HEALTH

Parents erring with kids’ fevers

BY Michael Johnsen

According to two new surveys of parents and pediatricians from Pfizer Consumer Healthcare, more than half of all parents reported feeling anxious, fearful or helpless when their child comes down with a fever. In addition, many parents are not managing the fever correctly.


The “Dose of Reality” survey exposed several areas in which parents may be making unintended mistakes in treating their child’s fever. For example, more than half of parents surveyed (54%) woke their child up in the middle of the night just to give them fever medication. However, most pediatricians believe a sleeping child should not be disturbed only to administer fever medication.


And nearly 1-in-4 parents admitted to giving their children an adult over-the-counter fever medication at an estimated lower dose, rather than giving children a medication made for children. This is something that one-third of pediatricians actually reported hearing from their patients.


Also, while the American Academy of Pediatrics recommends parents keep their child home from school or daycare until the child is fever-free for at least 24 hours, 52% of parents admitted to sending their children back to school or daycare less than 24 hours after their fever passed.

 

 

The article above is part of the DSN Category Review Series. For the complete Cough-Cold & Allergy Buy-In Report, including extensive charts, data and more analysis, click here.

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HEALTH

Strong allergy season ahead

BY Michael Johnsen

A wet spring last year made for ideal allergen-
creating conditions heading into summer 2011 — the growth of ragweed and an increase in mold. According to a Quest Diagnostics study published in 2011, sensitization to common ragweed has grown 15% nationally since 2000, while mold grew 12%. IMS Health projected a strong spring allergy season, especially across the north and northeast.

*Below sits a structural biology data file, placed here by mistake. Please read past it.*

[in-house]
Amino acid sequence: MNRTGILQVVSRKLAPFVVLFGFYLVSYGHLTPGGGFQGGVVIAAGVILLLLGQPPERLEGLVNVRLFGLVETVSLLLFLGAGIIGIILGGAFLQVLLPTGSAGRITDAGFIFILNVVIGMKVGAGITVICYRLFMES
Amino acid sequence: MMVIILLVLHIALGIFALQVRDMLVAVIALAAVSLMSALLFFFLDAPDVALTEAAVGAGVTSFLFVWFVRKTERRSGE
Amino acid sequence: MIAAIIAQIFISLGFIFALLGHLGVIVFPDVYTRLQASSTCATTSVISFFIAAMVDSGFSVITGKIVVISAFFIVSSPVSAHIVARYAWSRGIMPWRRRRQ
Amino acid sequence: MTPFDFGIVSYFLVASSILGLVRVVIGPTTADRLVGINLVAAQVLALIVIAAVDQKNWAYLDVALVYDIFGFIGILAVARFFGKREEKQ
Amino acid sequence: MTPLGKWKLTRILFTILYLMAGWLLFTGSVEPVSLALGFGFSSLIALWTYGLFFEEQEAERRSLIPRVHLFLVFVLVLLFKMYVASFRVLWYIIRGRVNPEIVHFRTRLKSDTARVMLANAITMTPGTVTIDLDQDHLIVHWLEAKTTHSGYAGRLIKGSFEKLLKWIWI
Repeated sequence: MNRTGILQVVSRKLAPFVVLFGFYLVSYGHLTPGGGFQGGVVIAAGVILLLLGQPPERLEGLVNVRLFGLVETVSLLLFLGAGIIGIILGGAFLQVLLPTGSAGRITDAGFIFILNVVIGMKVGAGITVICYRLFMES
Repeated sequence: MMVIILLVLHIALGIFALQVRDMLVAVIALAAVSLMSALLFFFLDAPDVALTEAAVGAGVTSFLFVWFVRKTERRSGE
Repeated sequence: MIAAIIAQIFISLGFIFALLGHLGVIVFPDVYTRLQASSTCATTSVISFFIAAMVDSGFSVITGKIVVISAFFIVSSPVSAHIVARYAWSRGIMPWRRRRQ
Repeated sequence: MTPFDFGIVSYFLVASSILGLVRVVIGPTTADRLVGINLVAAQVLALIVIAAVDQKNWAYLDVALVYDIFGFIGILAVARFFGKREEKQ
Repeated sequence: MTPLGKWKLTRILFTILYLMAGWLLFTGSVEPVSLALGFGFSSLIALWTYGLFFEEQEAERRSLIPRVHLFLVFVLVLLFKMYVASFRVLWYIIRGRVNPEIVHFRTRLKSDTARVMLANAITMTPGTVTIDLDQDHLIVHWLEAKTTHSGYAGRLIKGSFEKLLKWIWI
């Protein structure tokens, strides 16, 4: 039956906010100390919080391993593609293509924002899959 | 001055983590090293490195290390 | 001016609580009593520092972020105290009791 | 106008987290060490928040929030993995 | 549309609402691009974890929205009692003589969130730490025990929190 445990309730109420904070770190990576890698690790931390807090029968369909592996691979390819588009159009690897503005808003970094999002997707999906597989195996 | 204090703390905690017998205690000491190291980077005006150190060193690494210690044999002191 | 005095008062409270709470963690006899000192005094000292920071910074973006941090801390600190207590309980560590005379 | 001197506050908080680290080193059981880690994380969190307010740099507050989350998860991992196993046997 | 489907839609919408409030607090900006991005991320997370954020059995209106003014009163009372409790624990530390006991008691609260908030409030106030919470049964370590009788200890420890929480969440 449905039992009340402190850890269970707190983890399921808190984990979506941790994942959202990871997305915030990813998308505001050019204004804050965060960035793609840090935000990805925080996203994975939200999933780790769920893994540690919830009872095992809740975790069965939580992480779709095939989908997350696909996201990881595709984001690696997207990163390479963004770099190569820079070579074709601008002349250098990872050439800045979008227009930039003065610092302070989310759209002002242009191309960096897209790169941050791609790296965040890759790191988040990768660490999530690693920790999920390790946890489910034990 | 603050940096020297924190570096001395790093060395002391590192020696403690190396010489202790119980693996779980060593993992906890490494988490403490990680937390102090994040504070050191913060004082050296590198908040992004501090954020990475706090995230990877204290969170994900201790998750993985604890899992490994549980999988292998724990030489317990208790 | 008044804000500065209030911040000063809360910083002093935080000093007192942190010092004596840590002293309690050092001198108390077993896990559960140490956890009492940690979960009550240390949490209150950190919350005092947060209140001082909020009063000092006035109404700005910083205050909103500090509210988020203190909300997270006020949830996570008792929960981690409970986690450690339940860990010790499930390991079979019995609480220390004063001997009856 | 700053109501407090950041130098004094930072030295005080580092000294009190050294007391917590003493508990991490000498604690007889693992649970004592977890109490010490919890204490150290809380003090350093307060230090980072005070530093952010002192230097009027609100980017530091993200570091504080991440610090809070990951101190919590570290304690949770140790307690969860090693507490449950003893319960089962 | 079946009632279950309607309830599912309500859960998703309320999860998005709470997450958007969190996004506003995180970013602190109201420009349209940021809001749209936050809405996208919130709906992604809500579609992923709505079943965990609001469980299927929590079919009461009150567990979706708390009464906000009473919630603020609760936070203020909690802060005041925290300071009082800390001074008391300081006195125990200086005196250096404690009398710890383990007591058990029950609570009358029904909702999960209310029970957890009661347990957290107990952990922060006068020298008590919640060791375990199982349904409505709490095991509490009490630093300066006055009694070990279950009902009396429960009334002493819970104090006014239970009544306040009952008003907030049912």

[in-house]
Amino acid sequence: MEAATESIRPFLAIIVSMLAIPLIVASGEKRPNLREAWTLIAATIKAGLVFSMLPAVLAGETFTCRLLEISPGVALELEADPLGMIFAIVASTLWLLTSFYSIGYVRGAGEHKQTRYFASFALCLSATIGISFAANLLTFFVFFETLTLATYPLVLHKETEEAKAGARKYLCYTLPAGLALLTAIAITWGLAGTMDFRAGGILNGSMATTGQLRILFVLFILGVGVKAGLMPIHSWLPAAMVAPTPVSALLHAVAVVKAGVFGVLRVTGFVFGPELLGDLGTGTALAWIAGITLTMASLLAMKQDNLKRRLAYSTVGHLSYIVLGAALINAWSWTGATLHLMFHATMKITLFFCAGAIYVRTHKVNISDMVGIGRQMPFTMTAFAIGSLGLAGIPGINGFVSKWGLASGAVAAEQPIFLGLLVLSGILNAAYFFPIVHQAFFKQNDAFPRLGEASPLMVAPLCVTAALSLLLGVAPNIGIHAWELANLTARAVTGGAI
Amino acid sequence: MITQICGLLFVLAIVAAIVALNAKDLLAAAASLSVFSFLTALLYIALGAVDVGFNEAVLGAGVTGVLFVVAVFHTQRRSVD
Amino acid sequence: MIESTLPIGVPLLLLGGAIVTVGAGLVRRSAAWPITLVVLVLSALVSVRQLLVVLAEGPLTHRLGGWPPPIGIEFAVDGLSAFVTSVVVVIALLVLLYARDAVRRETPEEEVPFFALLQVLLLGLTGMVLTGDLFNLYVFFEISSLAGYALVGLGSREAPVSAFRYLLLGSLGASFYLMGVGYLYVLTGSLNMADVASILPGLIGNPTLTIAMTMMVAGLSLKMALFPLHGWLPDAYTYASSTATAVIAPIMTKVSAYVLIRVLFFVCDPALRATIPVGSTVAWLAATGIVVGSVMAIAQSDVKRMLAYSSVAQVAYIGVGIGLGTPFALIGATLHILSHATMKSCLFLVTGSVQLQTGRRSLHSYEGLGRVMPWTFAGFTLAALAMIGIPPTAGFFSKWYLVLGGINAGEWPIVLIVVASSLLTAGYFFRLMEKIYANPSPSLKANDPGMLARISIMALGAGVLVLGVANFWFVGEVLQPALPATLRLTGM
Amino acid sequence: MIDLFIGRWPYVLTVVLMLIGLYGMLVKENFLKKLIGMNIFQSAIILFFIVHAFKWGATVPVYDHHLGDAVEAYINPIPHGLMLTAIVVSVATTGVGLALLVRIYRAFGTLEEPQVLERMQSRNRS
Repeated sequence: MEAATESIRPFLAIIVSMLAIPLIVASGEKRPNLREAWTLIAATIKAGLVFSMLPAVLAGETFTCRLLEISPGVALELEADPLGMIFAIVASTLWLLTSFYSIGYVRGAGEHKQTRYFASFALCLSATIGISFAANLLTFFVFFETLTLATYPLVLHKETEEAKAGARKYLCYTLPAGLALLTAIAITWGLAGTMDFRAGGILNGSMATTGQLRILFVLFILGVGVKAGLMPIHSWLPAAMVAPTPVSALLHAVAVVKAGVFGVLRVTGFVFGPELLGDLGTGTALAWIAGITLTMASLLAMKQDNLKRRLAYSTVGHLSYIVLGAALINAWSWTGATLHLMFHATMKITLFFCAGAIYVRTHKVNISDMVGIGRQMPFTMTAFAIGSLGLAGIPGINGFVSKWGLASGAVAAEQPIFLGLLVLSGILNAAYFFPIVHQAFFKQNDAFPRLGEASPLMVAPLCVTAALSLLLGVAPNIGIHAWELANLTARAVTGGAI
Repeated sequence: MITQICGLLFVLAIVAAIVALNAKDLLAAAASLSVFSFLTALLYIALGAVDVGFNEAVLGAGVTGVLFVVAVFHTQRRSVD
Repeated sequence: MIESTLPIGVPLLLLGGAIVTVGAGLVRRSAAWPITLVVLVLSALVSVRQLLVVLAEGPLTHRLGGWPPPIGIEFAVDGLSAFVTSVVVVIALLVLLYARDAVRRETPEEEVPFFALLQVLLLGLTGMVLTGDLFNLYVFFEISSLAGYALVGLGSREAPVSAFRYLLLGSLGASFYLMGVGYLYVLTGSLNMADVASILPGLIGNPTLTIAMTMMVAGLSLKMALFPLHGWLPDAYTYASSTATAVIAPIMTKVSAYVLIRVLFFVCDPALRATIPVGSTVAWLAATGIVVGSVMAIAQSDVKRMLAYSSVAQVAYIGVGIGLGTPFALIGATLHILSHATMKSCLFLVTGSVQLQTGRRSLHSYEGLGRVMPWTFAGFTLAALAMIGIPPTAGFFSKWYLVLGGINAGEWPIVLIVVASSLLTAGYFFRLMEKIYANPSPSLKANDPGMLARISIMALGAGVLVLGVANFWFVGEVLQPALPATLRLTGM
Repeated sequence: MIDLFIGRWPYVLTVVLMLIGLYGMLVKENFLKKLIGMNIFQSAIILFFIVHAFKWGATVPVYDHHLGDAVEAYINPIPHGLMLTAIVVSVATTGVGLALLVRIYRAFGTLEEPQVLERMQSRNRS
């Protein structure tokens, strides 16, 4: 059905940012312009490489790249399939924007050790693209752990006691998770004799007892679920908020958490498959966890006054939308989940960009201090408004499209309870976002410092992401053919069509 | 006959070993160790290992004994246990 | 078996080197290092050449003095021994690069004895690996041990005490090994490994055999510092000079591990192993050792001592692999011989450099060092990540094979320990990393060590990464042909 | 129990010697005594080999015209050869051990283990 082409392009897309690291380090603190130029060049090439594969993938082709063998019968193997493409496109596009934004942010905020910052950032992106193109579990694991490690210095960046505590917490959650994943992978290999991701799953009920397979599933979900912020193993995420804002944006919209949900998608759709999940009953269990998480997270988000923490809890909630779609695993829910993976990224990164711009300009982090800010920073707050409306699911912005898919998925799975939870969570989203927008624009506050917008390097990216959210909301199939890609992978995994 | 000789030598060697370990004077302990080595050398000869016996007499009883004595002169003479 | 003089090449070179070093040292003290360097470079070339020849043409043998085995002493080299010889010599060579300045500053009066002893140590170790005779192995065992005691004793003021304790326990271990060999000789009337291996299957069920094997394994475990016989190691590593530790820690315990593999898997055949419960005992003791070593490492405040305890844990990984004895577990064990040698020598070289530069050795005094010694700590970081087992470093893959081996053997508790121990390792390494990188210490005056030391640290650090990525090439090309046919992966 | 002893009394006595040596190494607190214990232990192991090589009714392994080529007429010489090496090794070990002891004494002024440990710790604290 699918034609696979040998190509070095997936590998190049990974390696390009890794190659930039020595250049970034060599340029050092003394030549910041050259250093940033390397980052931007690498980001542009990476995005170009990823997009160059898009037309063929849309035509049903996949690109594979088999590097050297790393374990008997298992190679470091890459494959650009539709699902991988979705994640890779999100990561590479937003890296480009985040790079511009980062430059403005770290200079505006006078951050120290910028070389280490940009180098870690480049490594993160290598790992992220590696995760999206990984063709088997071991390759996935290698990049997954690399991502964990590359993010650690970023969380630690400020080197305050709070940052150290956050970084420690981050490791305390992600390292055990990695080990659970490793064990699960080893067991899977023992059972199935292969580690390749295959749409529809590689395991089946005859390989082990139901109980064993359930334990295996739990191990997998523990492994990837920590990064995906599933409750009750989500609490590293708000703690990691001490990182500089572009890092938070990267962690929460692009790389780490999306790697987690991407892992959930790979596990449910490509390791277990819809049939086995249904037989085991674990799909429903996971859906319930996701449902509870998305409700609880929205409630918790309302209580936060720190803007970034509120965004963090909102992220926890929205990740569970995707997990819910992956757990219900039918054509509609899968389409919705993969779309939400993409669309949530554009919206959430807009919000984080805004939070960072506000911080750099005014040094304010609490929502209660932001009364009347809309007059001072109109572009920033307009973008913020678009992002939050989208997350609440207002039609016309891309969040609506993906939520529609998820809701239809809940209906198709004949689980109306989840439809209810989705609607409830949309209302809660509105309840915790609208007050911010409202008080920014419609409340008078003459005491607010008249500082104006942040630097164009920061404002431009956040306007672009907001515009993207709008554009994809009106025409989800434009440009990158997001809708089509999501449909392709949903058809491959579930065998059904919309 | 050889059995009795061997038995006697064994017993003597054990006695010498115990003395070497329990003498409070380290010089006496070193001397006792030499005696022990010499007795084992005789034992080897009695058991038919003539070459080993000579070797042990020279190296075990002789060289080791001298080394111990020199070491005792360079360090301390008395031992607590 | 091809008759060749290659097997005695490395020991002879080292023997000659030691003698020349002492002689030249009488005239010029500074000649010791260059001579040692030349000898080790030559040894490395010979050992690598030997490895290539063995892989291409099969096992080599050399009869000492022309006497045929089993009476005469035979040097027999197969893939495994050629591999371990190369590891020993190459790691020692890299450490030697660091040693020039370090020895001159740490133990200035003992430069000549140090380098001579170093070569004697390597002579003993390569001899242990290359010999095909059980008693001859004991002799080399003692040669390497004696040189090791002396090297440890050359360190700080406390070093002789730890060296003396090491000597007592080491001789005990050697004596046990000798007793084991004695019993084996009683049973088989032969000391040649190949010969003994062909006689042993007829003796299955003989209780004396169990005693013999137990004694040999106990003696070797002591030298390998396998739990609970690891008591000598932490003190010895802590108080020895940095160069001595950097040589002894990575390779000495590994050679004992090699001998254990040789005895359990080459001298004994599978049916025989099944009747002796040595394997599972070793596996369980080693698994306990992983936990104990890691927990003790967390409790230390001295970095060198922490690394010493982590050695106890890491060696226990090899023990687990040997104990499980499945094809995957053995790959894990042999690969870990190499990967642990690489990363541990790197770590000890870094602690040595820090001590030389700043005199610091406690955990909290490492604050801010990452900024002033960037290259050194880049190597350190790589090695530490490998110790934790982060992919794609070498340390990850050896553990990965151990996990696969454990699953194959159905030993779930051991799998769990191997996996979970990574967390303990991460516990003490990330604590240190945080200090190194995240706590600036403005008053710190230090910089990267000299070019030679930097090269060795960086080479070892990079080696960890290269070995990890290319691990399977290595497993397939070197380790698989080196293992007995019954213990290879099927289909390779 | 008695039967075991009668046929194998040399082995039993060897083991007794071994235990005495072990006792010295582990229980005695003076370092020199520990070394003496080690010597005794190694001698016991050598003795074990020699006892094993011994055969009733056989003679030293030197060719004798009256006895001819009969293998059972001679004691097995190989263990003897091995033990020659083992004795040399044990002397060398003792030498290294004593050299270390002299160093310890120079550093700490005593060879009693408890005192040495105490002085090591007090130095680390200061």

Similasan currently is pitching some of its allergy-relief eye care products as a synergistic incremental sale to cough-cold and allergy tablet remedies. “Our homeopathic Dry Eye Relief and Irritated Eye Relief are natural items to tie in with our cough-cold products,” stated Similasan product manager Melissa Mursch. “Dry and irritated eyes are very common during the cough-cold season, and this makes for [a] one-stop-shop, all-natural homeopathic cough-cold solution center.”


Last year, Similasan launched Nasal Allergy Relief Preservative Free Nasal Mist. Many popular preservatives used in allergy sprays, such as benzalkonium chloride and phenyl­carbinol, potentially end up exacerbating allergy symptoms, leaving the consumer in search of preservative-free solutions.

 

 

The article above is part of the DSN Category Review Series. For the complete Cough-Cold & Allergy Buy-In Report, including extensive charts, data and more analysis, click here.

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Breathing OTC life into asthma

BY Michael Johnsen

Asthma has been becoming more relevant in the nonprescription aisles of late. Even as Armstrong Pharmaceuticals phases out what was an almost $100 million-and-growing brand in Primatene Mist 
— the Food and Drug Administration has removed any inhalers containing 
chlorofluorocarbons from the market — homeopathic supplier King Bio is currently presenting an alternative in its AsthmaCare product.


And IMSHealth in the fall launched the site Azma.com — an asthma-related site where content has been organized into three distinct categories by demographics and features a four-day forecast on air quality and potential asthma triggers by zip code. IMSHealth, which also manages pollen.com, is in the beginning stages of marketing its asthma site.


Asthma is already relevant for patients — 7 million children and 18.7 million adults have asthma. And asthma is the primary diagnosis for as many as 17 million annual visits to a healthcare professional on average, according to the Centers for Disease Control and Prevention.


There is even a seasonality associated with asthma that mirrors allergy season. “There is a very strong co-morbidity between allergy and asthma,” Scott Hanslip, director of sales at IMS Consumer Health told DSN. “In particular, you’re talking about a 30% base that suffers from both fronts, particularly for kids.”

 

 

The article above is part of the DSN Category Review Series. For the complete Cough-Cold & Allergy Buy-In Report, including extensive charts, data and more analysis, click here.

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